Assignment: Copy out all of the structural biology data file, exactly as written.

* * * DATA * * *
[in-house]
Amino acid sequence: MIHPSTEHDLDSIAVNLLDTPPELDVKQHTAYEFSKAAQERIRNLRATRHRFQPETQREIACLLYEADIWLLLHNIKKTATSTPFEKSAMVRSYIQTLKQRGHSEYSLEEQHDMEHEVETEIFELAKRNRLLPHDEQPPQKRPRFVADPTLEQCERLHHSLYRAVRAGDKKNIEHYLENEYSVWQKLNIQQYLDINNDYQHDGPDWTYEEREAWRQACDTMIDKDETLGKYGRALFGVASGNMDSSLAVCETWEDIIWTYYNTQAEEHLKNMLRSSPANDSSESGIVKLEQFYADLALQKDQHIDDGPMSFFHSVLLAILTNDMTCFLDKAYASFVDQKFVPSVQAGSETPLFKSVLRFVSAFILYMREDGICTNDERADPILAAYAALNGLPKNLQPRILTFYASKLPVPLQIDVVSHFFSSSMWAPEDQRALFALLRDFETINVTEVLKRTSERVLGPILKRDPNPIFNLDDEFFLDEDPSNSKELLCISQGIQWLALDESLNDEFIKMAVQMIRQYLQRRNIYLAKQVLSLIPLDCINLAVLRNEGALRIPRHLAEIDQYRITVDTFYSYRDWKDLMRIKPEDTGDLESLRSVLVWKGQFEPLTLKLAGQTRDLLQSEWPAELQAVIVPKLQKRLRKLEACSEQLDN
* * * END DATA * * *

[in-house]
Amino acid sequence: MIHPSTEHDLDSIAVNLLDTPPELDVKQHTAYEFSKAAQERIRNLRATRHRFQPETQREIACLLYEADIWLLLHNIKKTATSTPFEKSAMVRSYIQTLKQRGHSEYSLEEQHDMEHEVETEIFELAKRNRLLPHDEQPPQKRPRFVADPTLEQCERLHHSLYRAVRAGDKKNIEHYLENEYSVWQKLNIQQYLDINNDYQHDGPDWTYEEREAWRQACDTMIDKDETLGKYGRALFGVASGNMDSSLAVCETWEDIIWTYYNTQAEEHLKNMLRSSPANDSSESGIVKLEQFYADLALQKDQHIDDGPMSFFHSVLLAILTNDMTCFLDKAYASFVDQKFVPSVQAGSETPLFKSVLRFVSAFILYMREDGICTNDERADPILAAYAALNGLPKNLQPRILTFYASKLPVPLQIDVVSHFFSSSMWAPEDQRALFALLRDFETINVTEVLKRTSERVLGPILKRDPNPIFNLDDEFFLDEDPSNSKELLCISQGIQWLALDESLNDEFIKMAVQMIRQYLQRRNIYLAKQVLSLIPLDCINLAVLRNEGALRIPRHLAEIDQYRITVDTFYSYRDWKDLMRIKPEDTGDLESLRSVLVWKGQFEPLTLKLAGQTRDLLQSEWPAELQAVIVPKLQKRLRKLEACSEQLDN